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Heat and mass transfer in shower cooling towers

Heat and mass transfer (MVK160)

Simon Kindt

Abstract
This report focus on shower cooling towers. In the report a model for heat and mass transfer
in a cooling tower is derived. Simplifications of the calculations are made and discussed. An
introduction to the use and construction of cooling towers is given.

Figure 1: Natural draft wet cooling hyperboloid towers at Didcot Power Station, UK [1].
Nomenclature
A
cp
hev
m
Q
T
V

area
specific heat at constant pressure
latent heat of evaporation
mass flow rate
heat flow rate
temperature
volume

[m2]
[kJ/kg K]
[kJ/kg]
[kg/s]
[W]
[K]
[m3]

convective heat transfer coefficient


humidity

[W/m2 K]
[kgw/kga]

Greeks

Subscripts
a
c
d
ev
ma
s
w

air
convection
droplet
evaporation
moist air
saturation
water

Introduction
Cooling towers are mainly found in process industries, such as chemical industries and power
plants. They are used to cool process fluids, mostly water, in places far from heat sinks as
rivers or seas. They are rarely used in Swedish power generation, but are more common in
other European countries. An argument to use the atmosphere as heat sink instead of rivers or
seas is to avoid local thermal pollution.
There are several kinds of different designs, but basically air cools the water through
evaporation and convection. Usually the air is in direct contact with the water. As the water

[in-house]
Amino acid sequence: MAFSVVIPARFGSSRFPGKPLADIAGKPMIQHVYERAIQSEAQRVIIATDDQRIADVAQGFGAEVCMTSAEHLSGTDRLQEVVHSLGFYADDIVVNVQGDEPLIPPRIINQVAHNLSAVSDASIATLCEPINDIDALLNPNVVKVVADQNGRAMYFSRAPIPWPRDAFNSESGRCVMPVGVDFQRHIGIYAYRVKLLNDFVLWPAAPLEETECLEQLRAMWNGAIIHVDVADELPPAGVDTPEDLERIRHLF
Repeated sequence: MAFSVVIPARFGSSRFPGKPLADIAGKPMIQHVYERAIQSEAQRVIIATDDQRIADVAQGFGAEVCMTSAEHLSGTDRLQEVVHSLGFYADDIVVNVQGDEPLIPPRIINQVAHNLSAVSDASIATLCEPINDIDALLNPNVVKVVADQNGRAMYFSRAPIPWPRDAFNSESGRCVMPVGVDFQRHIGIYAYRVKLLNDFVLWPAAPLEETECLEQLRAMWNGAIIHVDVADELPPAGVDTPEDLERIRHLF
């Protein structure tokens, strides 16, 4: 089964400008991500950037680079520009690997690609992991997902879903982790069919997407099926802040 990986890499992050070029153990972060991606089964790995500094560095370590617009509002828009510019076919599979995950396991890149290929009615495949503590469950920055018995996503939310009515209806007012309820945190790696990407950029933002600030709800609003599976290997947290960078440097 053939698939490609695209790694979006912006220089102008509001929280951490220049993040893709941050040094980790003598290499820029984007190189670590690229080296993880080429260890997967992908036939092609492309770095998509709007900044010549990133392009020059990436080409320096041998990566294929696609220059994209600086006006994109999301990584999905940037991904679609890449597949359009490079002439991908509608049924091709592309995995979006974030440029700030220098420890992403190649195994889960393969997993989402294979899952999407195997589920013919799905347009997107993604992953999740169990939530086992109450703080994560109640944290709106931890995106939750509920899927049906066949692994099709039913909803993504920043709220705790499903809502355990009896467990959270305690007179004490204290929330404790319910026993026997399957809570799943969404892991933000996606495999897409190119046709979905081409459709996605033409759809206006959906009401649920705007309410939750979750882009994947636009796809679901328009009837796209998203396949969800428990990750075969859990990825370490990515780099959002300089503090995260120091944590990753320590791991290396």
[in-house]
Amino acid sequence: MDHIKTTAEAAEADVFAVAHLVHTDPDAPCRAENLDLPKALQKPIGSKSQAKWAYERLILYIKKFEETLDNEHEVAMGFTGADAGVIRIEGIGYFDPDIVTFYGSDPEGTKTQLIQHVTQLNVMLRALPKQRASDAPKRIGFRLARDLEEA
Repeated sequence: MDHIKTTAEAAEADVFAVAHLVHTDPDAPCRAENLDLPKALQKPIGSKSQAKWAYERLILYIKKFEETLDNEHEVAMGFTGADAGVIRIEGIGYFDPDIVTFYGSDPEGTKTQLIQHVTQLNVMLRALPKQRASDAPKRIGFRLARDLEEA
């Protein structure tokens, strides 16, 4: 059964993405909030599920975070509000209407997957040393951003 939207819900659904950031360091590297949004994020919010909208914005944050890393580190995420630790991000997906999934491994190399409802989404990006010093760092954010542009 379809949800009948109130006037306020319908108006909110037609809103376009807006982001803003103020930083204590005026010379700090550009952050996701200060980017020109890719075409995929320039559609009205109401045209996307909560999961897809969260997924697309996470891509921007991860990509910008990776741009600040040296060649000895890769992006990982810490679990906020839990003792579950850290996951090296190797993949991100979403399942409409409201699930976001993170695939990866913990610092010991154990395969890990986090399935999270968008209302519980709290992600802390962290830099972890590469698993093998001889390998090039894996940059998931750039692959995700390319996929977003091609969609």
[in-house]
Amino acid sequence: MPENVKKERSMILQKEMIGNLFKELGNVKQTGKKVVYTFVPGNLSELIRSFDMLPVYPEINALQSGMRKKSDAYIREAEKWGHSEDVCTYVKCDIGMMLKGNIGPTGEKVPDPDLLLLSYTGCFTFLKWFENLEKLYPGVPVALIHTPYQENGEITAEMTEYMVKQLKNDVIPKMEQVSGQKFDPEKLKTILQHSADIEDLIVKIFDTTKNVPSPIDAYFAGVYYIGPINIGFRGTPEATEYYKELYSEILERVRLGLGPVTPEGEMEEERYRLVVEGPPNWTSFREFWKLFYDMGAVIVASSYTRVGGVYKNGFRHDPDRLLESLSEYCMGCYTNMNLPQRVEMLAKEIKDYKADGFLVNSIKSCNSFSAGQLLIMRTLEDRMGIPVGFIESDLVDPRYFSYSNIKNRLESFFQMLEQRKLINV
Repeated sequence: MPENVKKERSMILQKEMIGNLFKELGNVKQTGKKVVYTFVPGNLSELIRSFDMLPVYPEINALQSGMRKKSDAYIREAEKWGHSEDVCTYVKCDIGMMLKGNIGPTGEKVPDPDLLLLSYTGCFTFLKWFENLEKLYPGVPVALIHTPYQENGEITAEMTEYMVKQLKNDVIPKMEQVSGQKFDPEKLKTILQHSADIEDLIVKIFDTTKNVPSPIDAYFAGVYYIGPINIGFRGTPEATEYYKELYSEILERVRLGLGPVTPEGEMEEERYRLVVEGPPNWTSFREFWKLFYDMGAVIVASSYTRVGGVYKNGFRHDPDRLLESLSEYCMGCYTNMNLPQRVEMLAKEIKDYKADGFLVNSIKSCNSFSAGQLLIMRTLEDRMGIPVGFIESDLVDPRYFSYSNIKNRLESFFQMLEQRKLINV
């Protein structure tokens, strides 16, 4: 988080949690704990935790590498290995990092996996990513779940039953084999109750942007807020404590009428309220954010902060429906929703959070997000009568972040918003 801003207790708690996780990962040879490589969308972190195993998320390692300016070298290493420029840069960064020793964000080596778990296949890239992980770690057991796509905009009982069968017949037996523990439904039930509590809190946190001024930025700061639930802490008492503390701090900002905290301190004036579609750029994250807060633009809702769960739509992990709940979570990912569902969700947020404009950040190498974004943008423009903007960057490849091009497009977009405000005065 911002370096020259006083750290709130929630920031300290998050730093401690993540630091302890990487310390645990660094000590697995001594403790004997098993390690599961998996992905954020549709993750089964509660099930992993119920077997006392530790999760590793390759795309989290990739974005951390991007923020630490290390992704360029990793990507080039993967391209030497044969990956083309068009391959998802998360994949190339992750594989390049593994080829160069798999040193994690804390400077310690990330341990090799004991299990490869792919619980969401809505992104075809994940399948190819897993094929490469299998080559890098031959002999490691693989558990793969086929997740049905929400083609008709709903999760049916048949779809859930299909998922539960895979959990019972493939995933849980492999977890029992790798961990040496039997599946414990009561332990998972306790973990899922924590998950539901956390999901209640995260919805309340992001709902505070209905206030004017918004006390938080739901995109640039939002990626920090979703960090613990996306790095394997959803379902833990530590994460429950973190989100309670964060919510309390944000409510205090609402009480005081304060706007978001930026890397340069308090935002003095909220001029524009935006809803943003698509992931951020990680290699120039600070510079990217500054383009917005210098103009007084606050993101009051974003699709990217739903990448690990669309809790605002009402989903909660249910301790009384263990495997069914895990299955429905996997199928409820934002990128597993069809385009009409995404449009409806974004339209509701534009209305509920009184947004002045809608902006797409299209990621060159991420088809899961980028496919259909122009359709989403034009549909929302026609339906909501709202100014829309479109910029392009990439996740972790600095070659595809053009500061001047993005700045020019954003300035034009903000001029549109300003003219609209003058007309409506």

circulated in the tower is being contaminated with salt and other impurities, the working fluid
is not being used for this purpose. Instead a heat exchanger is used to transfer heat between
the working fluid and the water in the cooling tower. The air is being drawn through the tower
either by natural draft, as in the towers in figure 1, or forced by a fan. This design is called
mechanical draft [1].
To make the interface between air and water as large as possible a packing in the tower is
often used, consisting of wood or glass fibre plates. This gives raise to a big pressure drop
from bottom to the top of the tower, which increases the power consumption of the fan used
to force the air through the tower. To avoid this, a tower without any stacking can be used.
This design is called a Shower Cooling Tower, SCT. In this case droplets are formed in the
top of the tower, which then falls freely through the air to the bottom. As the air and droplets
are moving in opposite directions, the system can be treated as a counter current heat
exchanger. Now the heat transfer is dependent on the size and quantity of the droplets, and of
course of the height of the tower [3].
Problem statement
There are several different problems related to heat and mass transfer occurring in a cooling
tower. At first there is convection cooling between the water and the air. Also, when the air is
heated, it can absorb more moisture, which will lead to evaporation of some of the water. The
energy consumed by the evaporation process is taken from the remaining water, which cools
it further. As the temperature changes along the height of the tower, heat and mass transfer